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Extensive reordering works were proposed for the Grade I church. There were several written objections, but none of the objectors wished to be a party opponent. There were no objections from the amenity societies consulted. The Chancellor, being satisfied that the petitioners had made out a good case for the works (" ... the proposed changes will result in greater liturgical freedom, pastoral well-being, involvement of the congregation, opportunities for mission and use of the church generally"), granted a faculty.

The Dean of Arches granted to the Victoria Society leave to appeal on restricted grounds in respect of a judgment by the Chancellor of the Diocese of Peterborough relating to reordering proposals for the church of St. Botolph Longthorpe.

The Chancellor granted a faculty to authorise a major scheme of reordering, which included the removal of pews and their replacement with hardwood chairs and benches; moving the font and the organ; replacing the altar against the east wall and installing a free-standing altar at the west end of the chancel; and removing the rood screen. Notwithstanding the objections of ChurchCare, Historic England, and the Victorian and Twentieth Century Societies, the Chancellor was "satisfied that the reordering is part of an overall holistic scheme for a thriving church community, which will be a major public benefit outweighing any harm."

A re-ordering project included the removal of all of the nave pews and their replacement with chairs; the installation of a new kitchenette and chair store at the west end of the building; the relocation of the font; and replacement of the dangerous wooden pew platforms with a simple engineered timber floor. The Chancellor refused to grant a faculty: "... the circumstances and needs of the parish relied upon at present do not justify the changes sought because those needs can be met with a less harmful scheme."

The Priest in Charge and the churchwardens petitioned for a faculty to remove the existing Victorian storm porch and to replace it with a porch consisting of glass doors in a timber frame. The Diocesan Advisory Committee and English Heritage supported the proposals. The Victorian Society felt that the new doors would be too reflective. The architect explained that the doors would be set back and would therefore not have the reflective appearance the Victorian Society feared. The Chancellor granted a faculty.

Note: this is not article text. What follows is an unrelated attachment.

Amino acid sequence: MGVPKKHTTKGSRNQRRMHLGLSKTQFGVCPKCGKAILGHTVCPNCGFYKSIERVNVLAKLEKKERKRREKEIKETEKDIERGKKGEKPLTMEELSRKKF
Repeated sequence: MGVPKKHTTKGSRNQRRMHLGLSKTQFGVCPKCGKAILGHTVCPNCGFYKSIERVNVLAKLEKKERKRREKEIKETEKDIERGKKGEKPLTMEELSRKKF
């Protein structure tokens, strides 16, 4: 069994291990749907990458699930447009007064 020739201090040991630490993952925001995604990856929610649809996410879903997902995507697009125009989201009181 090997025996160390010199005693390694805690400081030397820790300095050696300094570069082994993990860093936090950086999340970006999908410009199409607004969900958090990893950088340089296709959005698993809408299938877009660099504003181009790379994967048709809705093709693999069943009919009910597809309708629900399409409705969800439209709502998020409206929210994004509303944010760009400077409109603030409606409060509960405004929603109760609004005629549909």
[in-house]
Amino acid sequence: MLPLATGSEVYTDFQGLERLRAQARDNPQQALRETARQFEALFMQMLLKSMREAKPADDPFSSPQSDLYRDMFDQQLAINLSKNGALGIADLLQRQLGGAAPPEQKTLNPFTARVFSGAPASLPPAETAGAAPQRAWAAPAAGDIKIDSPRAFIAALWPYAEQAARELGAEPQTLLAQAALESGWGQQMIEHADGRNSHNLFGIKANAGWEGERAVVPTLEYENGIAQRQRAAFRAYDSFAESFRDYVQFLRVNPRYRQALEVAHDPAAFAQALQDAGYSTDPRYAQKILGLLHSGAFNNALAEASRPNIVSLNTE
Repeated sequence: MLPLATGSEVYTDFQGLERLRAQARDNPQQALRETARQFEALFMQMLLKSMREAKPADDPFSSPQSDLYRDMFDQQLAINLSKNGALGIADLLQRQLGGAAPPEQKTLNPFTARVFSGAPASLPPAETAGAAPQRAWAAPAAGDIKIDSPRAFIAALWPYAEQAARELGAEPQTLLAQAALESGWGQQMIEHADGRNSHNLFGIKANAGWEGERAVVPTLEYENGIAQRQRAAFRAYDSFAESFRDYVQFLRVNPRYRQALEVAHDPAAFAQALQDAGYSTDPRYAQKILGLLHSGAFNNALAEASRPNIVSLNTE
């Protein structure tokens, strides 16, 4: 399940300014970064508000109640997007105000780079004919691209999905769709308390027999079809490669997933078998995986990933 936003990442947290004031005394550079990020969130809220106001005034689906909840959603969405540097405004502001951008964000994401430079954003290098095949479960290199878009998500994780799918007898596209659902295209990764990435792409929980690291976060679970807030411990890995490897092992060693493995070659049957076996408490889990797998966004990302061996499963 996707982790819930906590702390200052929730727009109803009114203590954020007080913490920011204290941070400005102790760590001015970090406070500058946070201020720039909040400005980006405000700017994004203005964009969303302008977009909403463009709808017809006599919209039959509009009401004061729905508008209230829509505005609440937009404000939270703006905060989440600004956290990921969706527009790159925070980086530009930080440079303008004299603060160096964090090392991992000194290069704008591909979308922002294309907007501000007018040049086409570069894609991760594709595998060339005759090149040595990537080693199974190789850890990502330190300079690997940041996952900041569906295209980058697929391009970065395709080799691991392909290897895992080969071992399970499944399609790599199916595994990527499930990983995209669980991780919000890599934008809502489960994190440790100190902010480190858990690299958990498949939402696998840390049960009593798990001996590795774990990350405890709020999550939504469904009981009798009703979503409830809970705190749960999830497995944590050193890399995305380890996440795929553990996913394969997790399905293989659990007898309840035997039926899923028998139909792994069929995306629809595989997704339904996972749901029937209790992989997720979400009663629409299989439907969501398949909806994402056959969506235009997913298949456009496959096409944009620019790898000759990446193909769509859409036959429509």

During the course of a major redevelopment (authorised by Faculty) requiring the reordering of the interior of the church to add offices, with a kitchen and lavatories, all to be accessible to the disabled, human remains were discovered during the digging of a trench in the churchyard. Shortly afterwards, some human remains were uncovered inside the church. It being impossible to reinter remains in the closed churchyard, the Chancellor directed that all the remains be stored within the church until such convenient time as all the remains could be reinterred inside the church in the same area where the second set of human remains had been uncovered.

In 2013, an Archdeacon's Licence was granted for a temporary reordering of the church by the removal of up to 10 pews at the rear of the church in order to create the opportunity for the Parish to experiment with the more creative and welcoming use of the space created. In 2014, an application was made for a faculty to authorise the permanent removal of the 10 pews, together with other works including installing a retractable projection screen and wiring for a portable projector; replacing the wooden panels in internal porch doors with clear safety glass panels etched with St. Cuthbert's cross; the installation of some stacking chairs; electrical works; and works outside the church. One objection was received. Faculty granted.

The petitioners wished to remove items of redundant furniture from the Grade II* church, including a number of chairs, a litany desk and the pine pulpit. The pulpit had been relocated during the last interregnum, so that the presiding minister could more easily be seen preaching from a lectern and in order to free up space for major festival and school events. The proposal was to transfer the chairs to the vicarage, and to advertise the desk and pulpit in the diocesan magazine and, if there are no takers, to have them broken up. The Chancellor was satisfied that minimal harm would be caused by the removal of the items and he granted a faculty. He did, however, make it clear that the furniture to be transferred to the vicarage remained in the ownership of the churchwardens and could not be disposed of without further faculty.

The reordering proposals included the construction of a WC and servery, the removal of a pipe organ installed in 1958 and its replacement with a digital organ. Two parishioners objected to the proposals. The Chancellor was satisfied that the proposed scheme would not cause harm to the significance of the church as a building of special architectural or historic interest and accordingly granted a faculty.

A faculty was granted for the following works in respect of a late 19th century Grade II* church: “to take up and relocate the font; to introduce a new altar and Ambo; to remove and dispose of the existing nave altar and Lady Chapel altar; to install additional lighting; to remove and dispose of seven high-level metal halide light fittings; to box in the electrical services in the baptistery.” Faculty granted. The Chancellor determined that the proposed works would affect the character and significance of the building. However, he was satisfied that, in conjunction with the proposed liturgical development, the effect of the works would be to enhance that character and significance.